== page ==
The Nokia 6 boots Android Nougat, and for our Chinese version review unit this means v7.0. The global version will ship with Android 7.1.1. In our case, there's a customized but not very customizable Nokia overlay on top.
Update (July 13): The Chinese version has meanwhile been updated to Android 7.1.1 as well. A new software update for the Chinese variant, which includes the July security patch, also brings support for Google services.
The lockscreen displays the standard Nougat notification cards, complete with grouping, expanded view and direct reply. There's a clock and weather widget, and the clock part can be changed to one of several different designs (though they don't work particularly well).
There's a camera shortcut in the bottom right, while the bottom left is home to a padlock icon that changes to a fingerprint likeness if you've enabled fingerprint unlock. We couldn't find a way to change those. While we're at it, the camera can be launched with a double press of the power button if you enable the setting.
That's good, since you probably won't be seeing much of the lockscreen once you enable the fingerprint recognition. You can record up to 5 prints and setup takes a few more taps than usual. But, we feel like it's better to spend a few extra seconds initially than go mad later when the phone refuses to recognize your digits.
This one works pretty much every time, and while it's not the absolute fastest to unlock, it doesn't really keep you waiting. We may be repeating ourselves when we say that the very low position of the sensor isn't ideal, but that's very likely something you'll forget about a week into using the phone.
The homescreen is where the Nokia looks like no other. All of the system icons and pre-installed apps are painted in Nokia blue, and they're all circles. It's really too consistent - we found ourselves scrambling to find the icon we're looking for, because we couldn't tell them apart by shape or color. Of course, once you get used to what's where, it gets easier. There are no themes - the blue color scheme is the one you get and that's it.
On the other hand, all the third-party apps retain their original icons - the launcher doesn't apply any changes to them. That makes them recognizable, but then they look nothing like the built-in ones. We found ourselves keeping the stock icons on one homescreen and other apps elsewhere.
Speaking of, you can have the UI in either classic Android two-tiered mode with homescreens and an app drawer, or go with the default single-layer launcher where all apps are on the homescreens.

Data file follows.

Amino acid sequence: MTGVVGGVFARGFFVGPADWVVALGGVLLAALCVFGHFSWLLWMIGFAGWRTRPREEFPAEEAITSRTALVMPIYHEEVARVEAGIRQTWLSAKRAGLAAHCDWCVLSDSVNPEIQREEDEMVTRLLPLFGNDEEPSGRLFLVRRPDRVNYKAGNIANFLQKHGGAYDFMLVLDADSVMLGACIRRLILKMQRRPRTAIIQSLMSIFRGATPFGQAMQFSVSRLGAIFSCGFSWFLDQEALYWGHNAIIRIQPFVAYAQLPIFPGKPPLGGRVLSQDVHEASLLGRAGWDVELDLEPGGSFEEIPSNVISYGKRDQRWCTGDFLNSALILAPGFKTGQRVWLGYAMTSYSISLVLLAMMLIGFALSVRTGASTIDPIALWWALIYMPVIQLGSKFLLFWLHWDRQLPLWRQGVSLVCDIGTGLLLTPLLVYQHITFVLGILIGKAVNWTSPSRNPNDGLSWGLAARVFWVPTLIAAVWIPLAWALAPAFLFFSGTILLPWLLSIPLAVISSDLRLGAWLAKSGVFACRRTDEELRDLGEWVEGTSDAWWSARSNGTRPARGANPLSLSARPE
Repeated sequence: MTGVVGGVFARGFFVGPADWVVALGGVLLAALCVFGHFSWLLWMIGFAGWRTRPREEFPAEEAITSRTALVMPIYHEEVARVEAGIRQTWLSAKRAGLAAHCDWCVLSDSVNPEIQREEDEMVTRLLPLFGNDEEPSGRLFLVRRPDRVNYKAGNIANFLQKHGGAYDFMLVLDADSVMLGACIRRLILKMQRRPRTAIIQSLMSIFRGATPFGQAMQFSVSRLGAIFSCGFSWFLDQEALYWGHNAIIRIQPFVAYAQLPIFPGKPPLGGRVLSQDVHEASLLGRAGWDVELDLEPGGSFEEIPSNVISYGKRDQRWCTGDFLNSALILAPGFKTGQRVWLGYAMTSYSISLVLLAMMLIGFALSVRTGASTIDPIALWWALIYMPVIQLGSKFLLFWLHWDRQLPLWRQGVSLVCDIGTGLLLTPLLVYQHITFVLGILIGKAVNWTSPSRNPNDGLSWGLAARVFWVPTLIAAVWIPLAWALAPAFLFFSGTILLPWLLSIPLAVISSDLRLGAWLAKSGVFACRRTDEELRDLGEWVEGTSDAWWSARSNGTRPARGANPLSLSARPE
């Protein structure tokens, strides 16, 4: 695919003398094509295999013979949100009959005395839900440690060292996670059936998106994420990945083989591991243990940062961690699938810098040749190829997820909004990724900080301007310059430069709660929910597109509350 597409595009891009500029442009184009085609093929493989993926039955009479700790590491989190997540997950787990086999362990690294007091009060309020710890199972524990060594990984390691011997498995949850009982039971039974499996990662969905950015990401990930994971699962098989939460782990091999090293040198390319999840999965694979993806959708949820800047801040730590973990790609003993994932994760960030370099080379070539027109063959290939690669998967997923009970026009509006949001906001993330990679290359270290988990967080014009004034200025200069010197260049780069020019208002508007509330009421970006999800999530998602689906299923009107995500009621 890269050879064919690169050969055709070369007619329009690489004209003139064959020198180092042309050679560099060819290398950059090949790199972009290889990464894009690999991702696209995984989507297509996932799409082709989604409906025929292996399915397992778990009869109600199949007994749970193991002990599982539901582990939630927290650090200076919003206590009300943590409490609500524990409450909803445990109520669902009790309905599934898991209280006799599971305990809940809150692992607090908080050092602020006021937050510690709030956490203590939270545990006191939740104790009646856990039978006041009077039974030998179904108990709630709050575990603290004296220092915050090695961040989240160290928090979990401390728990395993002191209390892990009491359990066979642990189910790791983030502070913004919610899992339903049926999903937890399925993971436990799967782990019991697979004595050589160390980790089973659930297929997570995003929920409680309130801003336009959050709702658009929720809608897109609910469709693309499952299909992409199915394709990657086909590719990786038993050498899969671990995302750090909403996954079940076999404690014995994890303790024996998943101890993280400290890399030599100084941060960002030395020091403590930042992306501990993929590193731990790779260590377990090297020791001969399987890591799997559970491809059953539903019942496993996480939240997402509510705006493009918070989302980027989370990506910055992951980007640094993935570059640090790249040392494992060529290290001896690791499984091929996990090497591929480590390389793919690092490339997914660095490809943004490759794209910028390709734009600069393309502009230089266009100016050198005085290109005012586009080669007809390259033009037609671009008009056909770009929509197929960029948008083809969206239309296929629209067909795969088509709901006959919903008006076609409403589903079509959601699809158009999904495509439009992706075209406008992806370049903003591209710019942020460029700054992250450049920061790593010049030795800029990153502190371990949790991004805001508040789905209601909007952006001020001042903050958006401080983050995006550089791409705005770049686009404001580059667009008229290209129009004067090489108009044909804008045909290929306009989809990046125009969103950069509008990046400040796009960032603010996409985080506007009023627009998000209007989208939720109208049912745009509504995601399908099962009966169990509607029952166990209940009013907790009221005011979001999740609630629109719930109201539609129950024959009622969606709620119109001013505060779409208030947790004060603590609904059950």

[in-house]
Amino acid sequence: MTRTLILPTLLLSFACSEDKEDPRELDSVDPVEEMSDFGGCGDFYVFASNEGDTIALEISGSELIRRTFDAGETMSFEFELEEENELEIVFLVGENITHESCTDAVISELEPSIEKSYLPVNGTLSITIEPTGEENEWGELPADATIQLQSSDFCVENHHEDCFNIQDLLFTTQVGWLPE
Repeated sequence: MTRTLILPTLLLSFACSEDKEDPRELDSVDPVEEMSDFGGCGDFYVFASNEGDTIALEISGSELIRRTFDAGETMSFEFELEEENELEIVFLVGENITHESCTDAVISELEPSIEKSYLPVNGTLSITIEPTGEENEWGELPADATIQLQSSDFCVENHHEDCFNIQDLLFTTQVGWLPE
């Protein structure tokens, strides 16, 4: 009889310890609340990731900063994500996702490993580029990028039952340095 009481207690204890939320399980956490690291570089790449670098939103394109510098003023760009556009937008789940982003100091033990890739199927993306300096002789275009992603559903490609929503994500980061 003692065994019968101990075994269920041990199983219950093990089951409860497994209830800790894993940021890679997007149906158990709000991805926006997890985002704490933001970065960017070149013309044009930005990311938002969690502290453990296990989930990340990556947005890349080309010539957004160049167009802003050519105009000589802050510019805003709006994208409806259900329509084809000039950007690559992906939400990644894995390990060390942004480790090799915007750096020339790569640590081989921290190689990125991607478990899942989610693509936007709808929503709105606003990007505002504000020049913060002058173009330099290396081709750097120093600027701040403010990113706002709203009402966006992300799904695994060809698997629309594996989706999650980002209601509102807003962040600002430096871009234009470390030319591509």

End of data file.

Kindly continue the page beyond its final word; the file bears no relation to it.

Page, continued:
The notification area is a little bit different too - the toggle icons are unusually large. Pull once and you get a set of 4 toggles, pull a second time and 8 more appear, plus a brightness slider (but no Auto). A two finger pull will directly expand the entire list of toggles. The notification shade can be summoned by swiping down from an empty area of the homescreen too - you don't need to reach all the way to the top.
The task switcher is business as usual - the Android rolodex is present here. The 'clear all' button only appears when you scroll all the way to the top - a bit of a nuisance.
There is multi-window multitasking (thanks, Nougat), but the screen is always split 50/50 - you can't resize the windows.
Screen pinning lets you lock the view on one app that you choose - say you want to show someone a few photos, but don't want them poking through your messages. The feature needs to be enabled in settings first, and then when you open the task switcher you tap on the pin icon to pin the respective app. To get out of the pinned app you long-press the back key, and at this point the phone will go into a locked state prompting you for a password or fingerprint. That last bit is optional, but to us it makes the most sense.
There are a few gesture controls - nothing we haven't seen before. You can enable a shake gesture to advance to the next song when listening to music. Or, turn the phone flat on its face to reject an incoming call, mute the ringtone when you pick up a ringing phone off the table, or call the person whose contact info you're looking at on the screen. That being said, we don't find ourselves using these too often. Smart alert is handy, though. If you're in the other room and you have a missed call, when you next pick up the phone it'll prompt you with a vibrating alert.